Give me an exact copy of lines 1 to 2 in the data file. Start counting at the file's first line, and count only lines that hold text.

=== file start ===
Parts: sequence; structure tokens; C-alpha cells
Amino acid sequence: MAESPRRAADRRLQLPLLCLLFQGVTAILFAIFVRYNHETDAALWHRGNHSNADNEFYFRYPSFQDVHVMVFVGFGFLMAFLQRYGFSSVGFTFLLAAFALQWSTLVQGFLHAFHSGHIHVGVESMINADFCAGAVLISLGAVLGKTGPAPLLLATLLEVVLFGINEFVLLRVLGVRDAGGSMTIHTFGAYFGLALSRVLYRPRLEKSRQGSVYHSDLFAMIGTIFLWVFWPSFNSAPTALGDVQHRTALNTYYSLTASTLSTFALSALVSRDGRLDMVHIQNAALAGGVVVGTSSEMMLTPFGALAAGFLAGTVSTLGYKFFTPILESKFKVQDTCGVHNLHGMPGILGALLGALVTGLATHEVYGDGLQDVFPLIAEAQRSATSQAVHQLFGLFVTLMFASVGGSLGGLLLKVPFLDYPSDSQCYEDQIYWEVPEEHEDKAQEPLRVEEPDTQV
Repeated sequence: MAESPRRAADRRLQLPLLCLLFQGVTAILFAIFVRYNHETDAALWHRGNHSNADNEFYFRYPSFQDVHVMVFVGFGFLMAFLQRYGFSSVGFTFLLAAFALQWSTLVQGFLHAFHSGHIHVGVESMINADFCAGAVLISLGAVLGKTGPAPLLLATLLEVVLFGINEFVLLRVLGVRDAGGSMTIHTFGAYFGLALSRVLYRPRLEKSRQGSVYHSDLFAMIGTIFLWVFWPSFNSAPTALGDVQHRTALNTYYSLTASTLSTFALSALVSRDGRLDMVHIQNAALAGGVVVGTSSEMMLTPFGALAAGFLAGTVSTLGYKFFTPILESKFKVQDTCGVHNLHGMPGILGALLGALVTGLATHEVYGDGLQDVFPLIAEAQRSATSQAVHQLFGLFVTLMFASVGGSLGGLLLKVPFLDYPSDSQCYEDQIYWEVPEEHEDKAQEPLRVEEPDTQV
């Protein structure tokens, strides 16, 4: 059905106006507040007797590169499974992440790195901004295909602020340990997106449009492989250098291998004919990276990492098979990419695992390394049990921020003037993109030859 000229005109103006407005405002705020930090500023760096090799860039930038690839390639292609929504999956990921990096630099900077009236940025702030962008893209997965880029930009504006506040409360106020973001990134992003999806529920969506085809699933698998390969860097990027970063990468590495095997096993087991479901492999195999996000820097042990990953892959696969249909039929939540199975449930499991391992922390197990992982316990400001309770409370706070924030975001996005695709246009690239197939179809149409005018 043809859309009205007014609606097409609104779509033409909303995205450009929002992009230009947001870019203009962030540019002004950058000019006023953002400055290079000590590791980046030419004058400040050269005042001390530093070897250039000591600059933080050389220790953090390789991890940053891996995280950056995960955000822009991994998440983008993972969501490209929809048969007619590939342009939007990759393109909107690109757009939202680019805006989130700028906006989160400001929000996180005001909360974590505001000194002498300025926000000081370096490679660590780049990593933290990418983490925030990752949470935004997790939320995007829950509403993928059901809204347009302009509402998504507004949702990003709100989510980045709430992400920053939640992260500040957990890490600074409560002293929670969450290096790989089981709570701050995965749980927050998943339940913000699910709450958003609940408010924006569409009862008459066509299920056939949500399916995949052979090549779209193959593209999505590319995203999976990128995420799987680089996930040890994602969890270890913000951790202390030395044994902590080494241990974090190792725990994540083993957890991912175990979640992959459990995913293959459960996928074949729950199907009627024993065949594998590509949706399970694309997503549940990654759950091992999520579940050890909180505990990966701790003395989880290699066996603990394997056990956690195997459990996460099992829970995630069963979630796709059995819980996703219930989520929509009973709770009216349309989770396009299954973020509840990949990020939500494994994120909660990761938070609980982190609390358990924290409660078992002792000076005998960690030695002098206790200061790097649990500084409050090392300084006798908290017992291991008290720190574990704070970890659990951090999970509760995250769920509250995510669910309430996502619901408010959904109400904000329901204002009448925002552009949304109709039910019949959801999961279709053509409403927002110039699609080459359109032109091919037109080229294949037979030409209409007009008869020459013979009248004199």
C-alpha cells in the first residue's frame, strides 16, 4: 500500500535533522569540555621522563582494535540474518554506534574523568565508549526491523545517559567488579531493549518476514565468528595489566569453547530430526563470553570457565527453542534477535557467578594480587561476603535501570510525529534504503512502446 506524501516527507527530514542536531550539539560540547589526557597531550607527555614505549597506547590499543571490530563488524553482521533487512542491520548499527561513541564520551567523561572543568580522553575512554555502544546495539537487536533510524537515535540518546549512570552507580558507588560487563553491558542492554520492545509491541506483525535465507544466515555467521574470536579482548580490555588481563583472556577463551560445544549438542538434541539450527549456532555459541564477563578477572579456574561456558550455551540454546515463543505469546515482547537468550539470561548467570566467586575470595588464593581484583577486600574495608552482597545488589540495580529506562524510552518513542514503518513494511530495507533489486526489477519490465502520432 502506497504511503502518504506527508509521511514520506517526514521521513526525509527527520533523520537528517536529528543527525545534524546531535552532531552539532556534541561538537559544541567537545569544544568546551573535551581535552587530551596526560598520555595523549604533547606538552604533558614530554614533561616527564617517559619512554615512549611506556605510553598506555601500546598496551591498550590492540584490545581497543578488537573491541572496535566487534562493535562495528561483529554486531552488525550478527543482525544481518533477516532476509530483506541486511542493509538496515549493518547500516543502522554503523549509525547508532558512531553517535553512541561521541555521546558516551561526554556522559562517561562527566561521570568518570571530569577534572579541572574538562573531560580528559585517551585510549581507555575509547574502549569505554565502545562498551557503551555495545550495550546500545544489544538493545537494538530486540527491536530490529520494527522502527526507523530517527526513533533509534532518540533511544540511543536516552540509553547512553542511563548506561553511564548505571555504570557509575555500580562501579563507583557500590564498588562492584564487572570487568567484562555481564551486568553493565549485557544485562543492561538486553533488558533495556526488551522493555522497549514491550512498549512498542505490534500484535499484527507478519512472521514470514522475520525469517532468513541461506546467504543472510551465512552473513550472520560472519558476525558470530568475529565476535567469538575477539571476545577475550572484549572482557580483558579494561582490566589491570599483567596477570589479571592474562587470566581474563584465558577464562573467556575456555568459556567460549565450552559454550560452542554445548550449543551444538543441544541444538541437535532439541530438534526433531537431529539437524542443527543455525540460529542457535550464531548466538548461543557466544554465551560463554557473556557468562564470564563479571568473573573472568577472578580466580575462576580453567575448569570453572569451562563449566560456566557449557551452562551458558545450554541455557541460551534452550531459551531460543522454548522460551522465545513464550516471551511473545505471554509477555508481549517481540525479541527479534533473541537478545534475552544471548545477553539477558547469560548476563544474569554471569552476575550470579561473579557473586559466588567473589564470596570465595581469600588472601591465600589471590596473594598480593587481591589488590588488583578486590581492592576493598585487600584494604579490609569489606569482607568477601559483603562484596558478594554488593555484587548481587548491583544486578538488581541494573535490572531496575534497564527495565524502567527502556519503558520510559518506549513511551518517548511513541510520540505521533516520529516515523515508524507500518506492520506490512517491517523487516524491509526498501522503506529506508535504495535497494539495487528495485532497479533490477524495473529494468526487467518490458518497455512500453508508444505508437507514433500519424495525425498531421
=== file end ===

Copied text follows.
Parts: sequence; structure tokens; C-alpha cells
Amino acid sequence: MAESPRRAADRRLQLPLLCLLFQGVTAILFAIFVRYNHETDAALWHRGNHSNADNEFYFRYPSFQDVHVMVFVGFGFLMAFLQRYGFSSVGFTFLLAAFALQWSTLVQGFLHAFHSGHIHVGVESMINADFCAGAVLISLGAVLGKTGPAPLLLATLLEVVLFGINEFVLLRVLGVRDAGGSMTIHTFGAYFGLALSRVLYRPRLEKSRQGSVYHSDLFAMIGTIFLWVFWPSFNSAPTALGDVQHRTALNTYYSLTASTLSTFALSALVSRDGRLDMVHIQNAALAGGVVVGTSSEMMLTPFGALAAGFLAGTVSTLGYKFFTPILESKFKVQDTCGVHNLHGMPGILGALLGALVTGLATHEVYGDGLQDVFPLIAEAQRSATSQAVHQLFGLFVTLMFASVGGSLGGLLLKVPFLDYPSDSQCYEDQIYWEVPEEHEDKAQEPLRVEEPDTQV